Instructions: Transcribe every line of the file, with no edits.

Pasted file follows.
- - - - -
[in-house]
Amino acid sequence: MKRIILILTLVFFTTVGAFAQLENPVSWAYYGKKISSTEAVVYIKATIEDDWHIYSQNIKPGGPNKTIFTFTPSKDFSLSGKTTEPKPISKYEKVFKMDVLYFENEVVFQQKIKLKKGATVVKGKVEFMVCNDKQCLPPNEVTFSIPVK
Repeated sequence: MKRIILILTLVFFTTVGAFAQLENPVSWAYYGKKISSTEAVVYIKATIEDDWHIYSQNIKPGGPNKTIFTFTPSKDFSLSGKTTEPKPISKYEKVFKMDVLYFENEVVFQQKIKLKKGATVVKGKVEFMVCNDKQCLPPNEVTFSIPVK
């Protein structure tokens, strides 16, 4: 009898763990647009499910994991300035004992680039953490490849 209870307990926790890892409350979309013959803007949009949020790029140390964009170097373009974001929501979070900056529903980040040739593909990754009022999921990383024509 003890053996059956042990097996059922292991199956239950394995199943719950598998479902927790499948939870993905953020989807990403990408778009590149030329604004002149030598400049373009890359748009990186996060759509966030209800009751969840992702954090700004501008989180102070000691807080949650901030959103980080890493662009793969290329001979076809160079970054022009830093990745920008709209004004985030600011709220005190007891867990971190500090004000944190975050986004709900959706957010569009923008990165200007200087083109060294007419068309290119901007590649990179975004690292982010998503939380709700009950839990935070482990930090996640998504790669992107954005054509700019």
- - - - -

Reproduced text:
[in-house]
Amino acid sequence: MKRIILILTLVFFTTVGAFAQLENPVSWAYYGKKISSTEAVVYIKATIEDDWHIYSQNIKPGGPNKTIFTFTPSKDFSLSGKTTEPKPISKYEKVFKMDVLYFENEVVFQQKIKLKKGATVVKGKVEFMVCNDKQCLPPNEVTFSIPVK
Repeated sequence: MKRIILILTLVFFTTVGAFAQLENPVSWAYYGKKISSTEAVVYIKATIEDDWHIYSQNIKPGGPNKTIFTFTPSKDFSLSGKTTEPKPISKYEKVFKMDVLYFENEVVFQQKIKLKKGATVVKGKVEFMVCNDKQCLPPNEVTFSIPVK
């Protein structure tokens, strides 16, 4: 009898763990647009499910994991300035004992680039953490490849 209870307990926790890892409350979309013959803007949009949020790029140390964009170097373009974001929501979070900056529903980040040739593909990754009022999921990383024509 003890053996059956042990097996059922292991199956239950394995199943719950598998479902927790499948939870993905953020989807990403990408778009590149030329604004002149030598400049373009890359748009990186996060759509966030209800009751969840992702954090700004501008989180102070000691807080949650901030959103980080890493662009793969290329001979076809160079970054022009830093990745920008709209004004985030600011709220005190007891867990971190500090004000944190975050986004709900959706957010569009923008990165200007200087083109060294007419068309290119901007590649990179975004690292982010998503939380709700009950839990935070482990930090996640998504790669992107954005054509700019």